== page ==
Page:The Chinese Empire. A General & Missionary Survey.djvu/433

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355
MONGOLIA

This work was carried on until 1901, when the work was handed over to the Irish Presbyterian Mission, one of whose stations had been the basis of supply. The steady inflow of Chinese immigrants had more and more been making this place a centre for Chinese work and not for the Mongols.

Concerning the devoted labours of Gilmour one of his fellow-labourers wrote: "I doubt if even St. Paul endured more for Christ than did James Gilmour. I doubt, too, if Christ ever received from human hands or human heart more loving, more devoted service." Although the wisdom of his methods and of his work were freely criticised, and although he died without seeing the fruits of his toils, there is no question that his zeal and example have served to stimulate many a life in Christian service in a way that very few have done.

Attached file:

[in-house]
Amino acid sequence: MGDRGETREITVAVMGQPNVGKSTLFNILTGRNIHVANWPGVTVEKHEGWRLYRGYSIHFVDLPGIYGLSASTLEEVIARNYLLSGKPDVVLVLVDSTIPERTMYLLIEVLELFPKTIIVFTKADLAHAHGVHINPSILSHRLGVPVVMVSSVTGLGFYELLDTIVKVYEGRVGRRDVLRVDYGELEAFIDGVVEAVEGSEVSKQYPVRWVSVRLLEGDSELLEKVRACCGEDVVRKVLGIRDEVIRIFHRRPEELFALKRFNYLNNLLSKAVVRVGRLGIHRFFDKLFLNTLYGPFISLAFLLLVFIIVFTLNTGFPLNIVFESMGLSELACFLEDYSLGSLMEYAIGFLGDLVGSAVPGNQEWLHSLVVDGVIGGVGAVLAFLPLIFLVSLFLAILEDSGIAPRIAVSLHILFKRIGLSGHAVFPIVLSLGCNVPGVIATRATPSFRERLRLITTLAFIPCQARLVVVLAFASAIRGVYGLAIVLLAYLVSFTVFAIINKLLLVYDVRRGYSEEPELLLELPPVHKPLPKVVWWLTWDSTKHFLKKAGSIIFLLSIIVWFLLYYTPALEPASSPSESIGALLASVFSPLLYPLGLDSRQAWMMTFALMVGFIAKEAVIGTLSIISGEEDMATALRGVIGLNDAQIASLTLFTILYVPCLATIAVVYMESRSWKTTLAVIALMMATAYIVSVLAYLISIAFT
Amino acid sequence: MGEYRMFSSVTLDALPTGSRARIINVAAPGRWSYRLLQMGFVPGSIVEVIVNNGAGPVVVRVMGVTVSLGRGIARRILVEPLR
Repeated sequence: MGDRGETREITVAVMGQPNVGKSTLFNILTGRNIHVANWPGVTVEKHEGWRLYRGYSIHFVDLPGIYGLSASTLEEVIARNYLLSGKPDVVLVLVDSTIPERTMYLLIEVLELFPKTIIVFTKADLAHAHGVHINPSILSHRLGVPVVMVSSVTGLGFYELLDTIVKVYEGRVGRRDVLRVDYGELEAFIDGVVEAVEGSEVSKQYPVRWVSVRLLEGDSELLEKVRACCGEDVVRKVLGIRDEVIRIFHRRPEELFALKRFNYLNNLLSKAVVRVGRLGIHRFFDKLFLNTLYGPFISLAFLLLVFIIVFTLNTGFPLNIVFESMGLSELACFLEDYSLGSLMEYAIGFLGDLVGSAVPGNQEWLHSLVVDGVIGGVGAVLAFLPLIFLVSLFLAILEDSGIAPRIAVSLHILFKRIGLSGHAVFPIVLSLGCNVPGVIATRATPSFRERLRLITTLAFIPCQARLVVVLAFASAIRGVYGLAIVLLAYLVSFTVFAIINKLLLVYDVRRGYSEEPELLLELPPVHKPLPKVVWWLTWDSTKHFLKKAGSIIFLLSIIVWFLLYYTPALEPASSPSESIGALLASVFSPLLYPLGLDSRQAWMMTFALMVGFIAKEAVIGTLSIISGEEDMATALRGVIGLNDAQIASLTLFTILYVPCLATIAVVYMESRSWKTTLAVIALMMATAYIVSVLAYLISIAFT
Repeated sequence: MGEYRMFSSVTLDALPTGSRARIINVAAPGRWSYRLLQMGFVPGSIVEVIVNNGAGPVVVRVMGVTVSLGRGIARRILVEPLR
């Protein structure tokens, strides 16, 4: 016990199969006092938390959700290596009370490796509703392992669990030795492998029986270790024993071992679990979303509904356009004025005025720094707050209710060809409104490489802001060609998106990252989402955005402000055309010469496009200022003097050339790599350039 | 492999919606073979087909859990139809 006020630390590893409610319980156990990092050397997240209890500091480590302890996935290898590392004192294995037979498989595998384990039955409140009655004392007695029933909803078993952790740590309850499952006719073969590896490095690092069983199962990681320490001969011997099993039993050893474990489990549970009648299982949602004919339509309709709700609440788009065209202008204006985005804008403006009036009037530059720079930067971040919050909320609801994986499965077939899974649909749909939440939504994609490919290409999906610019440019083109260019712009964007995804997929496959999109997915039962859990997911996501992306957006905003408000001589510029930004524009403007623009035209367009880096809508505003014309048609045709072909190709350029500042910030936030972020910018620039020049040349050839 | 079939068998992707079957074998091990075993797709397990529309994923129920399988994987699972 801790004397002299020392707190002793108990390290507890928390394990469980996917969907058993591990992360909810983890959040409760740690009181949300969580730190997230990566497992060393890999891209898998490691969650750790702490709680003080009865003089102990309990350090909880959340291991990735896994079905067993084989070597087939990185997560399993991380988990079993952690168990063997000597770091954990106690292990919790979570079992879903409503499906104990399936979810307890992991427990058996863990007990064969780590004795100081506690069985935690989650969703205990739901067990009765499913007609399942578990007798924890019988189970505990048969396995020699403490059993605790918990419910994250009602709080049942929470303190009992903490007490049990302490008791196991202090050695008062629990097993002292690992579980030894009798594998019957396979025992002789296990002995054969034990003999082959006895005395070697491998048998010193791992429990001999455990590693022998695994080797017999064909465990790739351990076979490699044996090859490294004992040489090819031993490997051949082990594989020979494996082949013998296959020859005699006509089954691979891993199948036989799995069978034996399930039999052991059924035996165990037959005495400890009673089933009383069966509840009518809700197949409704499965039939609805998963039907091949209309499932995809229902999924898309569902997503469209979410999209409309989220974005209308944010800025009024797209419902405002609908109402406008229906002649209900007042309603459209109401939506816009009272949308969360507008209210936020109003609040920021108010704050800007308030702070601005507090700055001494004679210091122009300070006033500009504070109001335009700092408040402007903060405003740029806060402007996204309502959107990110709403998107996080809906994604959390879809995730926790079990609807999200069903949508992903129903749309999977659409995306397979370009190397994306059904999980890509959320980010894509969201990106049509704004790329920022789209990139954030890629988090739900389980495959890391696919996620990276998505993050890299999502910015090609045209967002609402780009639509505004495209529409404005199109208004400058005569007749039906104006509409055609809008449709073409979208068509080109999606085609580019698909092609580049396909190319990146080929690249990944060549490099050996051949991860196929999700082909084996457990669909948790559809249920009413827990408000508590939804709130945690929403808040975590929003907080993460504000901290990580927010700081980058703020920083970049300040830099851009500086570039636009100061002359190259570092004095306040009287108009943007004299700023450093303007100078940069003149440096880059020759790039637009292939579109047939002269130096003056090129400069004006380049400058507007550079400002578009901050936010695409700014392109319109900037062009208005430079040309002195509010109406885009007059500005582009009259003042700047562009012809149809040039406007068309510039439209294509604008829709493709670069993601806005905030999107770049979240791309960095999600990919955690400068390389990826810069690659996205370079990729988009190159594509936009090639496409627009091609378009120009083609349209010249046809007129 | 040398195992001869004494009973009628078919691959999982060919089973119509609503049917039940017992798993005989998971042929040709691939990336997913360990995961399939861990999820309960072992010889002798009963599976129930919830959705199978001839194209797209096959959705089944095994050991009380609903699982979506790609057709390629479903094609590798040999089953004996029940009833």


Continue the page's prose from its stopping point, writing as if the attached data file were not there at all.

It has already been mentioned that the American Board commenced work at Kalgan in 1865. It may also be mentioned that in 1853 two Moravian missionaries had assayed to enter Mongolia by way of India, but were prevented, and settling at Kyelang, they commenced the Moravian Tibetan Mission.

In addition to the work mentioned above, the only other workers have been Swedish. The first Swedes to enter Mongolia were connected with the Scandinavian Alliance Mission of North America, which has its headquarters at Chicago, and is supported by the Scandinavians of America. In 1895 Mr. David W. Stenberg first settled at Kalgan, and then entered Mongolia, buying a piece of land among the Ordos tribe, that he might found a colony for missionary work. Of this worker Mr. Mott has said, "I have met a hero." In 1896 he was joined by Mr. Carl J. Suber. In 1897 three lady workers, the Misses Hannah Lund, Hilda Anderson, and Clara Anderson, went out with Mr. N. J. Friedstrom. All these workers, with the exception of Mr. Friedstrom and Mr. Larson, who escaped through Siberia and Russia, were killed in the Boxer outbreak of 1900.